The problem isn’t just that this misinterpretation is so widespread. It’s that this misinterpretation makes the p-value seem like is has vastly more evidential value than it really does. I’ve come to believe that most people who use p-values honestly believe that p = 0.05 means “there’s a 95% chance my hypothesis is correct”. Or maybe they know that this isn’t *technically* correct, but they feel it’s close enough. It is really really hard to convince casual users of p-values that their intuitive understanding isn’t just a little bit wrong, but dramatically and grotesquely wrong.

    I think this problem needs to be distinguished from the problems of researcher degrees of freedom, straw-man hypothesis testing, and publication bias. Those things could still exist if we replaced dependence on p-values with dependence on d- or r- family effect sizes, likelihood ratios, Bayes factors, or any other statistical summary that can be compared to a threshold and thus used in a cynical manner. P-values are special in that they aren’t just used cynically, but they are also nearly universally misinterpreted to mean “the probability that I’m wrong”. And this makes them especially dangerous.

    • Andrew says:


      Yes, I agree. Related is the last sentence of this article.

    • Ben Prytherch says:

      Here’s yet another new example, recently featured on Deborah Mayo’s blog:

      “P-values are tricky business, but here’s the basics on how they work: Let’s say I’m conducting a drug trial, and I want to know if people who take drug A are more likely to go deaf than if they take drug B. I’ll state that my hypothesis is “drugs A and B are equally likely to make someone go deaf,” administer the drugs, and collect the data. The data will show me the number of people who went deaf on drugs A and B, and the p-value will give me an indication of how likely it is that the difference in deafness was due to random chance rather than the drugs. If the p-value is lower than 0.05, it means that the chance this happened randomly is very small—it’s a 5 percent chance of happening, meaning it would only occur 1 out of 20 times if there wasn’t a difference between the drugs. If the threshold is lowered to 0.005 for something to be considered significant, it would mean that the chances of it happening without a meaningful difference between the treatments would be just 1 in 200.”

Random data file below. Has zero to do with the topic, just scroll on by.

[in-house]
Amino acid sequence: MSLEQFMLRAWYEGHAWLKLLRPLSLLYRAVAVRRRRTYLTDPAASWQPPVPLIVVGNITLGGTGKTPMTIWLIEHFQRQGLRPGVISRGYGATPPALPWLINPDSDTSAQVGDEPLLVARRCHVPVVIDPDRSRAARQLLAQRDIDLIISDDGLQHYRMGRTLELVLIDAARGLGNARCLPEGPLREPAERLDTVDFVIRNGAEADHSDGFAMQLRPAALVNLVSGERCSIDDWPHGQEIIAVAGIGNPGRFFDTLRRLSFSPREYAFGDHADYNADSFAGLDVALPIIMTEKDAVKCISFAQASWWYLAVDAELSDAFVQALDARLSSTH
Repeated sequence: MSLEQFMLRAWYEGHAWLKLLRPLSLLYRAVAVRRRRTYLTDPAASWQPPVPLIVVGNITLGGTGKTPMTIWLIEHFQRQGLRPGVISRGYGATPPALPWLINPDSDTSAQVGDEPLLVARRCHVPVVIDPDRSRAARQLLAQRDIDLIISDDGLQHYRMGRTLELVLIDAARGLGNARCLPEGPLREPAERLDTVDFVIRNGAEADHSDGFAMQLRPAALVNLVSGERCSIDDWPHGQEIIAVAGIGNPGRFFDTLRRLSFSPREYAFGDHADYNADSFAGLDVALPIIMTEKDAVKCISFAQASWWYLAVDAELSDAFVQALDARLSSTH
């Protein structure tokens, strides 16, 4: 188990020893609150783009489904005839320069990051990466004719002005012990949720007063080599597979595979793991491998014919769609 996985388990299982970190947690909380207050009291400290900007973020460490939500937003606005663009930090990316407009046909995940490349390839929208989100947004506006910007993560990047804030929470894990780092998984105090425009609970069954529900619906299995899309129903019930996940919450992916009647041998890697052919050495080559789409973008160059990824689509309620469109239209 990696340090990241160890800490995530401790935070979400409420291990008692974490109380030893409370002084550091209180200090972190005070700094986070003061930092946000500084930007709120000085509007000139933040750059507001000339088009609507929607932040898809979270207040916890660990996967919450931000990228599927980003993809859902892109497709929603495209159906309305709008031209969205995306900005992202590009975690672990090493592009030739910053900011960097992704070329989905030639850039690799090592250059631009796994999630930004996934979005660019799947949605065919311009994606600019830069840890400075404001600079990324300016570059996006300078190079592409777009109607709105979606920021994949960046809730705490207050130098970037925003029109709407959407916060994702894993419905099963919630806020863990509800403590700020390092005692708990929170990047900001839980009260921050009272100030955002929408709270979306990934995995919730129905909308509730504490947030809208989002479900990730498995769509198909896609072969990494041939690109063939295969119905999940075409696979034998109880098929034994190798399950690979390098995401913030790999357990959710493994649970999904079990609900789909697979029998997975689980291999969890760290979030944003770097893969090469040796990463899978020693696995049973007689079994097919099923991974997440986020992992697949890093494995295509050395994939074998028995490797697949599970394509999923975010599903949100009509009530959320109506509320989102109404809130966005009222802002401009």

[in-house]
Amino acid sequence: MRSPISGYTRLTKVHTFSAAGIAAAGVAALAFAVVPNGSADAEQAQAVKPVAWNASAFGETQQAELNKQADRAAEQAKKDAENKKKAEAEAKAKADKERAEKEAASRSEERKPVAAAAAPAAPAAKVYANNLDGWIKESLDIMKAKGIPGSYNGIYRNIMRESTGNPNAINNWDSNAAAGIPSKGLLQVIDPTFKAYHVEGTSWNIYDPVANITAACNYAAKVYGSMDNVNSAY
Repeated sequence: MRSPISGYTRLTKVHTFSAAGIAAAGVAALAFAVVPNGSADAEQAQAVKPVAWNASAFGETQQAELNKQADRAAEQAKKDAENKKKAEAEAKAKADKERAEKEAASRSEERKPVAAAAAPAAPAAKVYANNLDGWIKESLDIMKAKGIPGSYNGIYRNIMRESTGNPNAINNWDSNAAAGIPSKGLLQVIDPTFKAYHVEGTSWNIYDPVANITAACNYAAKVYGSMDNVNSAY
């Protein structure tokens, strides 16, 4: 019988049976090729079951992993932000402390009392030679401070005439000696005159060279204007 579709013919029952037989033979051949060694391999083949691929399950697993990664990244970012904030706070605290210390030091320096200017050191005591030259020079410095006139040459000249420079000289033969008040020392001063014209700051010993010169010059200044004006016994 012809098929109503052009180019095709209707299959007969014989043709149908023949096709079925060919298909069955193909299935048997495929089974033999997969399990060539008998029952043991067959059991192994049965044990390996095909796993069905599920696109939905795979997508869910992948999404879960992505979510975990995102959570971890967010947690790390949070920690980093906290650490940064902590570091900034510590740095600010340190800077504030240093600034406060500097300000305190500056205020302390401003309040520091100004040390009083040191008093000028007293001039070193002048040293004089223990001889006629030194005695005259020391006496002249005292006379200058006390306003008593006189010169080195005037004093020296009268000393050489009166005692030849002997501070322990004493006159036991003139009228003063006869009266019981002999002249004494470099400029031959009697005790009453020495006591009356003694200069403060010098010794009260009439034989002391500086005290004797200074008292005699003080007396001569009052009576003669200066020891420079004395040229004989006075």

And this is from someone who’s been researching the topic enough to write an otherwise pretty good article on it. But he still can’t distinguish between p(data|null) and p(null|data) – or he thinks they’re close enough that they can be used interchangeably.

      • Andrew says:

        Hey—I write for Slate! They should’ve asked me before running that.

        • Ben Prytherch says:

          Yeah, I thought the same thing. This might be a case of the “I understand easy statistics, just not hard statistics” phenomenon that also leads people who are “just” doing t-tests and one-way ANOVAs to never talk to a statistician (and so never learn about any deeper errors regarding their data / methods). They know better than to try to use a GLMM with a zero-inflated response and correlated errors by themselves, but if it’s just something simple like pressing the t-test button in SPSS or making up an easy to understand example to show what a p-value is…

  5. Kristin says:

    Following with interest, but can I ask for assistance. I soon need to lead a brief workshop for non-statisticians on interpreting statistical evidence in a particular area of behavioral science. They are for more interested in the subject matter than the stats — does anyone have a good, brief, layperson-accessible reference on correct (or at least skillful) interpretation of p-values?

    I need something simple enough to present in no more than 10 or 15 minutes, and I have yet to find anything that is accurate, accessible to my audience, and appropriately brief.

    • Anoneuoid says:

      does anyone have a good, brief, layperson-accessible reference on correct (or at least skillful) interpretation of p-values?

      No, this doesn’t exist and probably cannot exist at this point. So many misunderstandings need to be unraveled (and each person probably needs a personalized explanations) that it will take much longer.

      The first thing is that it is impossible to reconcile the correct understanding with a belief that research based on NHST is reliable (which is almost all modern research). I’ve come to think that if the person still believes the latter they can never understand p-values, since they will simply not believe that so many smart people are wrong.

    • Martha (Smith) says:

      I agree — 10 to 15 minutes is nowhere near enough time. When giving a continuing ed course, I’ve taken about six hours to do this.

      • Carlos Ungil says:

        I think one can explain what the p-value *is* in 15 minutes (the probability of obtaining etc, etc). But I see how people could spend hours trying to understand why would they want to calculate *that* instead of something more meaningful.

        • Martha (Smith) says:

          “I think one can explain what the p-value *is* in 15 minutes (the probability of obtaining etc, etc)”

          This assumes that the students know what probability is. And can distinguish between the probability of A given B and the probability of B given A, and lots of other things. Anything that is done in 10 – 15 minutes is bound to be open to misinterpretations.